Employee offboarding is difficulty time. Along with the implications to emotions and morale, you’ll need to ensure that your IT team properly revokes all access to maintain security policies. In this article, Jose Costa (CISO at Tugboat Logic), Harpreet Shergill (Senior Manager, IS Risk & Compliance at Tugboat Logic), and Chika Nwajagu (Senior Security Analyst at Tugboat Logic) explain why revoking your departing employees’ access is important and how you can implement it for your audits and IT security policy.
Why Is Revoking Access During Employee Offboarding Important
“AC3.2 – Revoke Access on Termination – Management utilizes an employee termination checklist to ensure that the termination process is consistently executed and access is revoked for terminated employees in a timely manner.“
Revoking former employees’ access to your systems and data in a timely manner is one of the most common mistakes that lead to auditors finding you non-compliant. Auditors will check whether you terminated access and when you did so (like everything in life, timing is key).
Short-term, you need to implement this control to pass your audit. Long-term, you need this control in order to “protect ya neck” to quote the lyrical masters from Shaolin aka the Wu-Tang Clan. Think about it: employees who part with any organization (regardless of choice) could have malicious intent and steal truckloads of data. Or worse, they could sabotage your systems and lock their former co-workers out!
As your org grows, more users are going to have access to your data, which makes it difficult to manage who should and should not have access. Ideally, these users would be managed with an on/offboarding process, but organizations sometimes overlook that documentation process.
How to Implement Employee Offboarding Controls for Your Audits
Like other access controls (e.g. Control of the Week #4 on reviewing user access), having a list of employees in each role and the types of access they have helps to ensure compliance during offboarding. Also, make sure an offboarding checklist exists, is being followed to a “T”, and that access termination is a part of it. Designate people to own these tasks and then have them execute those tasks whenever people leave your org.
Employee Offboarding Tasks You Need to Think About
- The type of access that needs to be revoked (e.g. physical access to the building or administrator access to a software tool).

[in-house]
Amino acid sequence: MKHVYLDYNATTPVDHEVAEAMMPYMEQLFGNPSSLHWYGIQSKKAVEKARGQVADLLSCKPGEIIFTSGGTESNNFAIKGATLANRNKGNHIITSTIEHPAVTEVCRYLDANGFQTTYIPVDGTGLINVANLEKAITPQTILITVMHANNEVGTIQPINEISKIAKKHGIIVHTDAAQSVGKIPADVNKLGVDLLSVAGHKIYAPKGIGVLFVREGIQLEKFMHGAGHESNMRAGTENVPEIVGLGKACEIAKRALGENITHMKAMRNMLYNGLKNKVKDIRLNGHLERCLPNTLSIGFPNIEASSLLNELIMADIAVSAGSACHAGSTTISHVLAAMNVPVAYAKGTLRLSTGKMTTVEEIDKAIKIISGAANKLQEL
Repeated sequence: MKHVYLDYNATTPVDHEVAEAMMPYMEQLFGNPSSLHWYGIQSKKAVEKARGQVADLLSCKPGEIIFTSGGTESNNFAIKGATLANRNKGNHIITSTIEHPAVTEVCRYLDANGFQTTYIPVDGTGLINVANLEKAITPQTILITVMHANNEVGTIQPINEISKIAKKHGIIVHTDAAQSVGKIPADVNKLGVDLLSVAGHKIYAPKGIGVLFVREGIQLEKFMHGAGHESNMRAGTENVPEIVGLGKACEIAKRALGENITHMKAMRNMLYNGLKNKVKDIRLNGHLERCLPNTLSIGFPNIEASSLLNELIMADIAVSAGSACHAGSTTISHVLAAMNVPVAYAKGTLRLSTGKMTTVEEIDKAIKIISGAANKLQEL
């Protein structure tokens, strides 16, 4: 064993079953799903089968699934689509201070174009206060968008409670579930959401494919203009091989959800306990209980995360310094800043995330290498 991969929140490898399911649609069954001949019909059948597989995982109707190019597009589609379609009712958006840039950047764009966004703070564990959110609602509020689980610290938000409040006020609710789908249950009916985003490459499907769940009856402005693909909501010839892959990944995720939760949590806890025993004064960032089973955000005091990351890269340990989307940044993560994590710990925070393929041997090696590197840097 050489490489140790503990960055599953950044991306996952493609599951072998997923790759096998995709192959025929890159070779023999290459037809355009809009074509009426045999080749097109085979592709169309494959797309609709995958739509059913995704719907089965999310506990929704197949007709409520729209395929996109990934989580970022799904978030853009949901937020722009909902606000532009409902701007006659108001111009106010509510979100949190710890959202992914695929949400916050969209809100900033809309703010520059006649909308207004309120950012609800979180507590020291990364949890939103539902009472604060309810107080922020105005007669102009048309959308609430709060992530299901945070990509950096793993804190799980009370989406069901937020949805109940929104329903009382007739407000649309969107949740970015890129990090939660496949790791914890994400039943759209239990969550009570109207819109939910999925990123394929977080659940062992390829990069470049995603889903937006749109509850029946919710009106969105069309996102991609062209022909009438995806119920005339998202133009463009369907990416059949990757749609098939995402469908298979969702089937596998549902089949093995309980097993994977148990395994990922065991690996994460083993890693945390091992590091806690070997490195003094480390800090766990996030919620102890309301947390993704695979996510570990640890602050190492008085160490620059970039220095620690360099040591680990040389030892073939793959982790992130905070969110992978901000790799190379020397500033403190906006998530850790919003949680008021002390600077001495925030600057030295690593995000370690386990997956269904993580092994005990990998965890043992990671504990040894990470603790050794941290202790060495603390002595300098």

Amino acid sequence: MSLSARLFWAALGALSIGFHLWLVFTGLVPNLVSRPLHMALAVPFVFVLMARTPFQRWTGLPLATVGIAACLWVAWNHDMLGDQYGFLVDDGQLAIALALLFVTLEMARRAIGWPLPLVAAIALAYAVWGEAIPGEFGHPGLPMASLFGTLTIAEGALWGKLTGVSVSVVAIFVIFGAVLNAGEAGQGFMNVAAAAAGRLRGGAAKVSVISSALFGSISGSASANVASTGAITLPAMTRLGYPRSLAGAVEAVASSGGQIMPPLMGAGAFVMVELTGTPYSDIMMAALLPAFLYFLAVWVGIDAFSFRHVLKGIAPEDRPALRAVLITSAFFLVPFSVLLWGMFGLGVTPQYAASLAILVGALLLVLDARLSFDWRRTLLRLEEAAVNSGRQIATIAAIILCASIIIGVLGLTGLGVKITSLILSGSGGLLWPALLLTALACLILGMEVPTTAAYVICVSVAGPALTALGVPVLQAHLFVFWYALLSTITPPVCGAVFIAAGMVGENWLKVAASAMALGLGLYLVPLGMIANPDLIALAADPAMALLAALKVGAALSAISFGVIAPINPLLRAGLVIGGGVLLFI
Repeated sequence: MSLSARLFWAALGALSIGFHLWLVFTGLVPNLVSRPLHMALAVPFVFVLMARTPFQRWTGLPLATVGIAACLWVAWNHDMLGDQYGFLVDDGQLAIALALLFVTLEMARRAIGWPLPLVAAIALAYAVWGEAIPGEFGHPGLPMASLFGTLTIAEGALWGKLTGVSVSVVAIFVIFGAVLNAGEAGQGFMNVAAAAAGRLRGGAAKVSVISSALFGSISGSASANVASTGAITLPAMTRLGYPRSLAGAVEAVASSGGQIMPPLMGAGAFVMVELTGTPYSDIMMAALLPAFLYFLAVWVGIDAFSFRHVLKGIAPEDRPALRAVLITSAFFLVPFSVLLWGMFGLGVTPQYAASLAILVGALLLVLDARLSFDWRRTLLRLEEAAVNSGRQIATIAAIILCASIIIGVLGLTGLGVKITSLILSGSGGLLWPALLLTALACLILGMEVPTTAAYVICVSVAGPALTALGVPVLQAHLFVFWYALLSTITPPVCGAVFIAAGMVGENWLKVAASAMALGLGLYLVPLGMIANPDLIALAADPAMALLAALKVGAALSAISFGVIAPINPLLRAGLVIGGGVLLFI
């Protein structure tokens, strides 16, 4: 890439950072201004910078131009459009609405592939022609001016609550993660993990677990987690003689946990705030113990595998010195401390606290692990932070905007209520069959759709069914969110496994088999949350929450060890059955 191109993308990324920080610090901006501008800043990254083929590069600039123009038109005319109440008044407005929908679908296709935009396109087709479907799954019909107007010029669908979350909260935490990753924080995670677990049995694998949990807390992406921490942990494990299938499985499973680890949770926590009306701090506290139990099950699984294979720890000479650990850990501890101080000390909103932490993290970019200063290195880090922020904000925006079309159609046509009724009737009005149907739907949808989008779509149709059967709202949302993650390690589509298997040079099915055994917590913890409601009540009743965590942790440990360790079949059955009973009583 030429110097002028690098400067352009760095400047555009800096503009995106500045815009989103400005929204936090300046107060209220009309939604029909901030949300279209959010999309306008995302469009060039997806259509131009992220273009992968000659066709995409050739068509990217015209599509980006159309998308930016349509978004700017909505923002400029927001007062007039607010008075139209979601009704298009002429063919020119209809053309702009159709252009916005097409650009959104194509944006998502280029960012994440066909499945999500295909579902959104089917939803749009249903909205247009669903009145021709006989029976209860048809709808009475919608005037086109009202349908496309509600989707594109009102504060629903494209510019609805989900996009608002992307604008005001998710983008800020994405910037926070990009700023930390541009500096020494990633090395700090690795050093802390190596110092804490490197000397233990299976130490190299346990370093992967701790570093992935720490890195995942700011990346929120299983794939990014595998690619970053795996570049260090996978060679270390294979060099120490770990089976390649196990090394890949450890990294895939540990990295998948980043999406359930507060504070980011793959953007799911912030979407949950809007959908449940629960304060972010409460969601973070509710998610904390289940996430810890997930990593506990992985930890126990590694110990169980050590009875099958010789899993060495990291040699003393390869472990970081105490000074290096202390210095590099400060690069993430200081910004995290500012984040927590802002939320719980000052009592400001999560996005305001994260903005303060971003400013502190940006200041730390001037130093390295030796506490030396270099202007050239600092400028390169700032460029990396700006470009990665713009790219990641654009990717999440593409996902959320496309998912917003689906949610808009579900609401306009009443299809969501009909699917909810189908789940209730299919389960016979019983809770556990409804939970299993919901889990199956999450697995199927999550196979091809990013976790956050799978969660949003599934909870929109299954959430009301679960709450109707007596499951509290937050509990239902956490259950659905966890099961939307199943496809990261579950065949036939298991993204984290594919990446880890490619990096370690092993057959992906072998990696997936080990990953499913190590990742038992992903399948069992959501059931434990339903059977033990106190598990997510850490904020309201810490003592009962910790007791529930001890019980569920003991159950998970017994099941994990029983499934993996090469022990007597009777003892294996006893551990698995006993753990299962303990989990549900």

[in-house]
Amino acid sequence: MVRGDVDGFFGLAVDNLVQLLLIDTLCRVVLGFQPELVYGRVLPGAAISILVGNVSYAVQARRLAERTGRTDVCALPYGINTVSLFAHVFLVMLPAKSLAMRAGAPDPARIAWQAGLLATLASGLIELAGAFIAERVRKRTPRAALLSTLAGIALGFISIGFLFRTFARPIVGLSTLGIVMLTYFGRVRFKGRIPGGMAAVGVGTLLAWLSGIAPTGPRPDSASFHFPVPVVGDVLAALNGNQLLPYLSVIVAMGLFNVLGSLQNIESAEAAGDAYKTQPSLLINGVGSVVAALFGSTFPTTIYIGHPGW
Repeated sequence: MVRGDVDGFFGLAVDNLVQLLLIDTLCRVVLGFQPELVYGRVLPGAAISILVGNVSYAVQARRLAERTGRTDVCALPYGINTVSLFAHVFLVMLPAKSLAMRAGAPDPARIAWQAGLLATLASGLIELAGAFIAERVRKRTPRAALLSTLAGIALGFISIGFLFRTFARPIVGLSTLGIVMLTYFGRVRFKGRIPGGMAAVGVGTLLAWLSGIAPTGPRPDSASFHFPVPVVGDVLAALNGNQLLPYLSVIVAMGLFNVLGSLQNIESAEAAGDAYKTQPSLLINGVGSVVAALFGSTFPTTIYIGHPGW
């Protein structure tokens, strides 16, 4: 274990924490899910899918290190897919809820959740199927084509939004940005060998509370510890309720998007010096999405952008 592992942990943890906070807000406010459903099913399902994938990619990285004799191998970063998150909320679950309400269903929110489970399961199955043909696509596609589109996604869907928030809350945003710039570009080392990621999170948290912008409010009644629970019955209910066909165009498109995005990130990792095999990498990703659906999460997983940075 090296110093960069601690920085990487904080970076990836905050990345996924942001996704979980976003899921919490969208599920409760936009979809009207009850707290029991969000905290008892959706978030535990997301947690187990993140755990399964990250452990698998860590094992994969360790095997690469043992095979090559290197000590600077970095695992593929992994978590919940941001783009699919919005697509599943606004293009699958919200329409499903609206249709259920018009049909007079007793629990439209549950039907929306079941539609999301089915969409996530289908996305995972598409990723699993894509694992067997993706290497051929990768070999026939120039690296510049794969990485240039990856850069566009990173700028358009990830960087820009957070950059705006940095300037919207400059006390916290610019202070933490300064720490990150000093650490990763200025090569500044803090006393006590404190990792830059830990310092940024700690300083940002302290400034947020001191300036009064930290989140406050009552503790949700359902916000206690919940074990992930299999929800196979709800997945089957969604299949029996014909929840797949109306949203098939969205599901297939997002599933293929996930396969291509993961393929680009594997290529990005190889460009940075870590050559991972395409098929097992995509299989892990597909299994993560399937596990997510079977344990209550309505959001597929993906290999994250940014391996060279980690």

- Physical assets that need to be returned (e.g. ID cards or laptops).
- Network and system access – ensure access is terminated on the same day. Also, to any applications or system components that the terminated user had access to.
- Passwords for shared accounts – ensure passwords to shared accounts are either changed or disabled (as required). This also includes email and remote access.
Sample IT Employee Offboarding Checklist
Revoke employee access to IdP and SSO
Revoke, close, and /or reassign SaaS accounts to a different employee
Terminate VPN or other remote access networks and systems
Change any access to shared account passwords
Change employee email address password and forward to assigned employee
Recover equipment such as laptops, microphones, etc
- Update and change credit card information that the employee had access to
Other Things to Keep in Mind for Employee Offboarding
- While creating or defining an offboarding checklist, leverage the checklist you used for onboarding to determine what kind of access was originally provided.
- Think of the on/offboarding process as two different processes: access / assets provided during onboarding can be leveraged during offboarding for return / removal. The key is to determine what kind of access users had during termination, and then revoke all access accordingly.
- Have the departing employee sign a “Termination Agreement” that contains responsibilities and their associated consequences of ensuring confidentiality of company data post-employment.
As always, give us a shout if you have any questions about the controls and how to implement them.
PS: Launch a security program that protects your business, builds trust with customers, and impresses your board by downloading Security Best Practices for Startups